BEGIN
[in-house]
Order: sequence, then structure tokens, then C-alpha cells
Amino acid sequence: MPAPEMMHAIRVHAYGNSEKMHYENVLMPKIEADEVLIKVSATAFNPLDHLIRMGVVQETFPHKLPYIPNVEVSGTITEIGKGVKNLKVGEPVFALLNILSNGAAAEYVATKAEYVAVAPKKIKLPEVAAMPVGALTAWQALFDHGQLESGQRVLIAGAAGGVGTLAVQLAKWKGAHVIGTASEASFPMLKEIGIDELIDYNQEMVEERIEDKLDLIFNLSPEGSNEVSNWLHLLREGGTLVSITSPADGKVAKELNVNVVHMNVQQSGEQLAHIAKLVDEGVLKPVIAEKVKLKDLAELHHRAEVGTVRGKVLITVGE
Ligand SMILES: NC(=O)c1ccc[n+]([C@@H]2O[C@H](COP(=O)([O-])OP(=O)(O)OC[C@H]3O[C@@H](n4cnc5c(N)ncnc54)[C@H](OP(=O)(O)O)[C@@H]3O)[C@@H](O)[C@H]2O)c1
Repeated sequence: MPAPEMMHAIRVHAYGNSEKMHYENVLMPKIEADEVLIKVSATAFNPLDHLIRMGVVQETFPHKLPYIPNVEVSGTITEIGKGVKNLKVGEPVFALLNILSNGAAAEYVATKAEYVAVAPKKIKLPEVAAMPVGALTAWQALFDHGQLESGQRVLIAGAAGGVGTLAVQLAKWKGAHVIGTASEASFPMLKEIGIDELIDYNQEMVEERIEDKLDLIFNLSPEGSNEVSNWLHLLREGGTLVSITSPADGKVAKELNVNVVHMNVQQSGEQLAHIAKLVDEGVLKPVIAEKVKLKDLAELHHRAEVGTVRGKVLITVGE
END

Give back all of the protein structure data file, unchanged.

[in-house]
Order: sequence, then structure tokens, then C-alpha cells
Amino acid sequence: MPAPEMMHAIRVHAYGNSEKMHYENVLMPKIEADEVLIKVSATAFNPLDHLIRMGVVQETFPHKLPYIPNVEVSGTITEIGKGVKNLKVGEPVFALLNILSNGAAAEYVATKAEYVAVAPKKIKLPEVAAMPVGALTAWQALFDHGQLESGQRVLIAGAAGGVGTLAVQLAKWKGAHVIGTASEASFPMLKEIGIDELIDYNQEMVEERIEDKLDLIFNLSPEGSNEVSNWLHLLREGGTLVSITSPADGKVAKELNVNVVHMNVQQSGEQLAHIAKLVDEGVLKPVIAEKVKLKDLAELHHRAEVGTVRGKVLITVGE
Ligand SMILES: NC(=O)c1ccc[n+]([C@@H]2O[C@H](COP(=O)([O-])OP(=O)(O)OC[C@H]3O[C@@H](n4cnc5c(N)ncnc54)[C@H](OP(=O)(O)O)[C@@H]3O)[C@@H](O)[C@H]2O)c1
Repeated sequence: MPAPEMMHAIRVHAYGNSEKMHYENVLMPKIEADEVLIKVSATAFNPLDHLIRMGVVQETFPHKLPYIPNVEVSGTITEIGKGVKNLKVGEPVFALLNILSNGAAAEYVATKAEYVAVAPKKIKLPEVAAMPVGALTAWQALFDHGQLESGQRVLIAGAAGGVGTLAVQLAKWKGAHVIGTASEASFPMLKEIGIDELIDYNQEMVEERIEDKLDLIFNLSPEGSNEVSNWLHLLREGGTLVSITSPADGKVAKELNVNVVHMNVQQSGEQLAHIAKLVDEGVLKPVIAEKVKLKDLAELHHRAEVGTVRGKVLITVGE